What I currently have is Serious Sam 3 BFE and Serious Sam Fusion 2017 Beta on Steam. I also have a Serious Sam 2 Windows CD (free from a graphics card purchase). What I want, is to get Serious Sam 1 and 2 running under Fusion on Linux Mint. I do not understand how you use fusion and what do I need to buy?

winepak, a project to get Windows games packaged with Wine & Flatpak for an easy Linux installation
13 June 2018 at 8:45 pm UTC Likes: 1

I think I could find a flatpack of wine version 1.6 extremely useful, as about 6 of my old games (especially the early Command and Conquer series) need that version to play for more than 10 mins without crashing. However, I also need a newer version of wine for running Windows Steam and Steam based Windows games. Currently, I end up with the old wine 1.6 version as my default and use a new wine-staging version for Steam (as a staging version can co-exist with other versions of wine). I know I can use PlayOnLinux to install multiple versions of wine, but that needs virtual drives setting up. A flatpack of wine version 1.6 sounds much easier, but would it work as I expect?

Intel has confirmed their plans for a discrete GPU to release in 2020
12 June 2018 at 9:14 pm UTC

ewertonurias"lower prices too"?
Omg... I'm Brazilian, our salary is R$ 1000, and a "GTX 1060 Galaxy 6GB 192Bits here costs R$ 1600.
Here practically everything is inaccessible.

Where do you live, it's also so expensive? Asking for curiosity.

I assume that Brazilian government import duties on computers and computer parts is still extremely high, as it was a few years ago when I was looking at deploying a large number of servers to Brazil (before I retired). The only way I found to reduce the cost back then was to contract with Dell computers, as they had an assembly plant in Brazil. I would not expect any of the graphics card board manufacturers to have an assembly plant in Brazil. So sorry, but I suspect that the end-user price of graphics cards in Brazil will be dominated by the government import duties.

Intel has confirmed their plans for a discrete GPU to release in 2020
12 June 2018 at 8:30 pm UTC Likes: 1

Seems like an obvious business for Intel to get into, with both their skills and FAB resources. I think there would be a reasonable chance for a 3rd player in the top-end graphics chip market, as the current 2 horse race is historically unusual. Also as all the gaming graphics board manufacturers are able to make boards for either NVidia or AMD chips, so them also making boards for Intel chips seems logical. I guess Intel execs have said "look at all the profit NVidia has made these last few years, we can do that too". From a Linux gaming point of view, with Intel's interest in open source drivers, then I don't see any down-side.

Play It Now - Flamebreak
6 June 2018 at 8:52 am UTC Likes: 1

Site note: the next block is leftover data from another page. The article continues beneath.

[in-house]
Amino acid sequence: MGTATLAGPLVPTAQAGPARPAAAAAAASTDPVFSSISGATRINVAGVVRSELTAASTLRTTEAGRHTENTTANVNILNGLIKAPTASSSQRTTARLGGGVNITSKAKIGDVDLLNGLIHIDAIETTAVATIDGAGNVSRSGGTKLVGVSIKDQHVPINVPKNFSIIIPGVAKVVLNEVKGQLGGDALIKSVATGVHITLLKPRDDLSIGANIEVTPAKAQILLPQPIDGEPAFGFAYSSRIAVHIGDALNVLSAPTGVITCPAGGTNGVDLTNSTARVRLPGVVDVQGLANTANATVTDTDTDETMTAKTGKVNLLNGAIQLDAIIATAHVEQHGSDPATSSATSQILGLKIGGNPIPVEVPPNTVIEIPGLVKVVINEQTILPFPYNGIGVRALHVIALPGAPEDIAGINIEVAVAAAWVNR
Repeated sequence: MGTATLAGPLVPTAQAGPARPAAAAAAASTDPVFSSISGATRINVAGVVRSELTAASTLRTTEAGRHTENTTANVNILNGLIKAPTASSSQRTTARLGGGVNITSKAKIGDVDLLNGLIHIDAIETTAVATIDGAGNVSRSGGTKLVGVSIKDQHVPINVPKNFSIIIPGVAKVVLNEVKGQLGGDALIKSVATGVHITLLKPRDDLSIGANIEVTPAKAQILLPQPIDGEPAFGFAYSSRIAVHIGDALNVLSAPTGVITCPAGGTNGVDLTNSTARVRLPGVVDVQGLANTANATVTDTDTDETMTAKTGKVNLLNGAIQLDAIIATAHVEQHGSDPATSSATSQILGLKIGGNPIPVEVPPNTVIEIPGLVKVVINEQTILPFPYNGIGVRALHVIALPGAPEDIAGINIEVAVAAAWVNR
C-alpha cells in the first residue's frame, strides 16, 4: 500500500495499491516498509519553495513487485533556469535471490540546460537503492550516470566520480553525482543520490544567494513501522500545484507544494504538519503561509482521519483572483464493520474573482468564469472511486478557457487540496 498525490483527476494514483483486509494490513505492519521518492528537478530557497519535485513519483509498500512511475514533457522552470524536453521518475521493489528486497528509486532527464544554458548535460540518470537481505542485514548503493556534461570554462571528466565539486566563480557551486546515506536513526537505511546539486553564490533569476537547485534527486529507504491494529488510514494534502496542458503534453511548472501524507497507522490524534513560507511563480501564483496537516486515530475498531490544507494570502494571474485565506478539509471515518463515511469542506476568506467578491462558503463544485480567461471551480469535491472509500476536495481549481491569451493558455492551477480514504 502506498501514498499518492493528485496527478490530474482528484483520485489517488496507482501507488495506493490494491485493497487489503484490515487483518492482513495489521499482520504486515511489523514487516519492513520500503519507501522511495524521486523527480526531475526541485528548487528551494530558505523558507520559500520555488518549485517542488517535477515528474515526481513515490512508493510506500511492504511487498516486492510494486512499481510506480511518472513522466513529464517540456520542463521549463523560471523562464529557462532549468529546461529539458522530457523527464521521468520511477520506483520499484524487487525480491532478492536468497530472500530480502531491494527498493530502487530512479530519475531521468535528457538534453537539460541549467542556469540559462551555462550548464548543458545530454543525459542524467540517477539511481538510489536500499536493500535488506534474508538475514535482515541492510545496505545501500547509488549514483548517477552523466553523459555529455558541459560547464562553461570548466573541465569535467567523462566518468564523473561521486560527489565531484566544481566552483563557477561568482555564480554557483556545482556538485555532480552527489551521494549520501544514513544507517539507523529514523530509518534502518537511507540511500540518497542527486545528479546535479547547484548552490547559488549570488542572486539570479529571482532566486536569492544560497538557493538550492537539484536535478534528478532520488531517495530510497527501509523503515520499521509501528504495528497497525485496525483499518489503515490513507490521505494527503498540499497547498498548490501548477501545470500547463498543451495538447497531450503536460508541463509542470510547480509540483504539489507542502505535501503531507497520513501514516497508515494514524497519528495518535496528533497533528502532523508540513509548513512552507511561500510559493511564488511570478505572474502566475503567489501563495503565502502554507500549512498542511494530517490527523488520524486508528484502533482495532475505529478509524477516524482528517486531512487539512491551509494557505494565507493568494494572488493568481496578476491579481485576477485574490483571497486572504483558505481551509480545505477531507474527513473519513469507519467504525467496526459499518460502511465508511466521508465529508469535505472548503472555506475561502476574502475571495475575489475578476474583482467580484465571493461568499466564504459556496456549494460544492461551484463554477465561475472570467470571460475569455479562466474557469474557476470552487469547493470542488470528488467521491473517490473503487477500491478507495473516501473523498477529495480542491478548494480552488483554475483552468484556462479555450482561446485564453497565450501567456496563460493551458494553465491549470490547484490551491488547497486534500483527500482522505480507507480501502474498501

I very much appreciate what you are doing with this new series. I wonder if occasionally you could cover some simpler games that do not require much investment in time (learning and completing). I particularly like games where there is a demo level to try before buying.

The Linux-powered Atari VCS will accept pre-orders May 30th, shipping next year
2 May 2018 at 8:57 am UTC

As has been pointed out repeatedly, Atari cannot compete directly against Sony, Microsoft and Nintendo, as Atari have very limited resources. So they must have a plan to hit an adequately sized sub-part of the console market cheaply. This plan has not been divulged yet, so presumably is either not fully-formed or needs to be kept secret for a while longer. So the current game is "guess the plan"!

The Linux-powered Atari VCS will accept pre-orders May 30th, shipping next year
1 May 2018 at 5:32 pm UTC

What should take a small team of engineers, designers and sales people long to produce an almost off-the-shelf small steam box? Historically, Atari did not take long (also with a small team) getting their Atari 520STM designed and into production 25 years ago. Even starting from scratch I think they can do it in less than a year. My plan for the year (not too serious):
1. Take 3 Months in getting hardware sorted.
Off the shelf parts working as a mini-steam-machine on a bench (e.g. Ryzen 3 2200, low-profile mini-itx motherboard).
Sort out simple cooling solution and simple wall-wart type PSU.

2. Take 3 months in getting software sorted.
Get licences to a few older Linux games and Atari Vault.
Get Valve support and agreement to use Atari branding on SteamOS.
Check software works on Platform and fix.

3. Take 3 months in finding a capable Chinese Manufacturer/Integrator.
Get good supply deals and do Q.A. on prototypes.

4. Take 3 months in getting marketing and sales channels operational.
Launch plan and early press release of units.